- How is this medicine expected to work?
The umbilical cord is the tube that connects an unborn child to its mother until birth. It contains ‘stem cells’, cells that are usually made in the bone marrow and can develop into different types of cells.
Allogeneic ex-vivo-expanded umbilical cord blood cells come from umbilical cord donated after birth. Because umbilical cord blood cells are only found in small quantities, the cells are cultivated using a technique called ex-vivo expansion to increase their number.
When allogeneic ex-vivo-expanded umbilical-cord blood cells are transplanted into patients with Hodgkin’s lymphoma, the stem cells they contain are expected to settle in the lymphatic system and produce normal lymphatic cells, which will replace the abnormal cells.
- What is the stage of development of this medicine?
The effects of allogeneic ex-vivo-expanded umbilical-cord blood cells have been evaluated in experimental models.
At the time of submission of the application for orphan designation, a clinical trial in patients with different types of cancer including Hodgkin’s lymphoma had finished, and a further trial was ongoing.
At the time of submission, this medicine was not authorised anywhere in the EU for Hodgkin’s lymphoma. Orphan designation of this medicine had been granted in the United States for Hodgkin’s lymphoma.
In accordance with Regulation (EC) No 141/2000 of 16 December 1999, the COMP adopted a positive opinion on 4 June 2009 recommending the granting of this designation.
- Opinions on orphan medicinal product designations are based on the following three criteria:
- the seriousness of the condition;
- the existence of alternative methods of diagnosis, prevention or treatment;
- either the rarity of the condition (affecting not more than 5 in 10,000 people in the Community) or insufficient returns on investment.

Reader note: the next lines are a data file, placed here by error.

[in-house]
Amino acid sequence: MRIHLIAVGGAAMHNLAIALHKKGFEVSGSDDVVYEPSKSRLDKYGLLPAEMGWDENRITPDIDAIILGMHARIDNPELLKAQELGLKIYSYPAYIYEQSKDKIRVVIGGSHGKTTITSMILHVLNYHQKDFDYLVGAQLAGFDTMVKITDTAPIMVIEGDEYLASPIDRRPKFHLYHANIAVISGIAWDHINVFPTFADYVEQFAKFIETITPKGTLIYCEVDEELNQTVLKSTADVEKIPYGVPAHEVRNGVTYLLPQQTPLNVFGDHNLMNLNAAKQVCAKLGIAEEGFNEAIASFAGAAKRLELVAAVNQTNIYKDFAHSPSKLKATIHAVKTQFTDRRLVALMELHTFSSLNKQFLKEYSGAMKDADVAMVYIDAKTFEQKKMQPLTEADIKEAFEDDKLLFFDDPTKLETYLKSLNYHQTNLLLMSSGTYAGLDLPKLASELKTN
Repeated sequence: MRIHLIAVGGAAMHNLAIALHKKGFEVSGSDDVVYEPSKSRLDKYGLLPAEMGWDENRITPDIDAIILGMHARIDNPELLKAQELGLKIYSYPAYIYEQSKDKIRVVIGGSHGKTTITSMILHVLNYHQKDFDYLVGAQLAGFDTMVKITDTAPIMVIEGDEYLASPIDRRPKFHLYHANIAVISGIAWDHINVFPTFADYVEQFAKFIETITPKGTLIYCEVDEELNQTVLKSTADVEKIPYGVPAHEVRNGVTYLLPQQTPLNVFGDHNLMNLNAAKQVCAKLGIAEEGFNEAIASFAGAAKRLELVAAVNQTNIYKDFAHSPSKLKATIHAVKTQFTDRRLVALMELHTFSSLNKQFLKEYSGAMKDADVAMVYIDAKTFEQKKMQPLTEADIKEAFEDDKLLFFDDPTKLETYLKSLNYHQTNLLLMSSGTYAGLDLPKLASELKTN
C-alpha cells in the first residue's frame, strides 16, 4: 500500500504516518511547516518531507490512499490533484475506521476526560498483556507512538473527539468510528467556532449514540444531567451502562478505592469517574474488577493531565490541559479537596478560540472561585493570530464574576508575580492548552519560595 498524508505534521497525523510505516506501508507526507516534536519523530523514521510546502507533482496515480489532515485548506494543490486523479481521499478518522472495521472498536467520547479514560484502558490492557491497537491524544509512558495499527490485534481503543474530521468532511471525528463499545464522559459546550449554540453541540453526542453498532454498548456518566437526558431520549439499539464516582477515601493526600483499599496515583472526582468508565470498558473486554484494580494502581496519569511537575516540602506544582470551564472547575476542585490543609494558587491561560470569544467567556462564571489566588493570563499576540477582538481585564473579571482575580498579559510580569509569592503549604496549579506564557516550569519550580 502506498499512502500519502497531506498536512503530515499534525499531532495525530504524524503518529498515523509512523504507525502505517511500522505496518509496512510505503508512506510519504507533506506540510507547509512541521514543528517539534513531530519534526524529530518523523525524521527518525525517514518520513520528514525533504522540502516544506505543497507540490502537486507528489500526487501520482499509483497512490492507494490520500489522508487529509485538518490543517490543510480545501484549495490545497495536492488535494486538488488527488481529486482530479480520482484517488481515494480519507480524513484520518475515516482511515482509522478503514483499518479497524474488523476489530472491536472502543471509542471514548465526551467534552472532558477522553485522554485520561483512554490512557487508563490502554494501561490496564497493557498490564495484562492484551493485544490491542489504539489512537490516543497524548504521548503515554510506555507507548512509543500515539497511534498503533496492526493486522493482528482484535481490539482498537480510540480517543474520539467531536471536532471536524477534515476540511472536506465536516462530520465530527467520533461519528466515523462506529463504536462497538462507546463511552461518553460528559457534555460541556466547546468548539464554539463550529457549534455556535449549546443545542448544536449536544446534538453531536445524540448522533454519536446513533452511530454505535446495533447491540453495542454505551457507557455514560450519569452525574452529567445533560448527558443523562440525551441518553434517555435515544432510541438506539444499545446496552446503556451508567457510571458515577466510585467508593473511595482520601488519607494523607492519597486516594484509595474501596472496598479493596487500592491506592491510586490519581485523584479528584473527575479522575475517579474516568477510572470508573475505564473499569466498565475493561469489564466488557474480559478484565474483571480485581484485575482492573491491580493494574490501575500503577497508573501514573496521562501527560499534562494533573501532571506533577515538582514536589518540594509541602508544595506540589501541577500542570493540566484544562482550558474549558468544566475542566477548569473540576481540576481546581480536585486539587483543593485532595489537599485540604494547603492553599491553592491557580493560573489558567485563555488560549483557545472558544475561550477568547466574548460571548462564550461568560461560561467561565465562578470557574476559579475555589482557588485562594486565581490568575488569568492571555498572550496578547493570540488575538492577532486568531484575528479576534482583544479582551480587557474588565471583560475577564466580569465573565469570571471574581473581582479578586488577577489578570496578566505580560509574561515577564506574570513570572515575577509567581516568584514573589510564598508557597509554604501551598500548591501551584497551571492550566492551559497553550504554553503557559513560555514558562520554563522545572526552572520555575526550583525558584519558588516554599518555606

Designated orphan medicinal products are products that are still under investigation and are considered for orphan designation on the basis of potential activity. An orphan designation is not a marketing authorisation. As a consequence, demonstration of quality, safety and efficacy is necessary before a product can be granted a marketing authorisation.
|Name||Language||First published||Last updated|
|EU/3/09/649: Public summary of positive opinion for orphan designation of allogeneic ex-vivo-expanded umbilical-cord blood cells for the treatment of Hodgkin’s lymphoma||(English only)||11/09/2009||19/09/2013|
|Active substance||Allogeneic ex-vivo-expanded umbilical-cord blood cells|
|Disease/condition||Treatment of Hodgkin’s lymphoma|
|Date of decision||24/07/2009|
|Orphan decision number||EU/3/09/649|
Review of designation
Sponsor’s contact details
Regulatory Resources Group Ltd
Tel. +44 (0)1276 671166
Fax +44 (0)1276 670960
Patient associations’ contact points
For contact details of patients’ organisations whose activities are targeted at rare diseases, see:
- Orphanet, a database containing information on rare diseases which includes a directory of patients’ organisations registered in Europe;
- European Organisation for Rare Diseases (EURORDIS), a non-governmental alliance of patient organisations and individuals active in the field of rare diseases.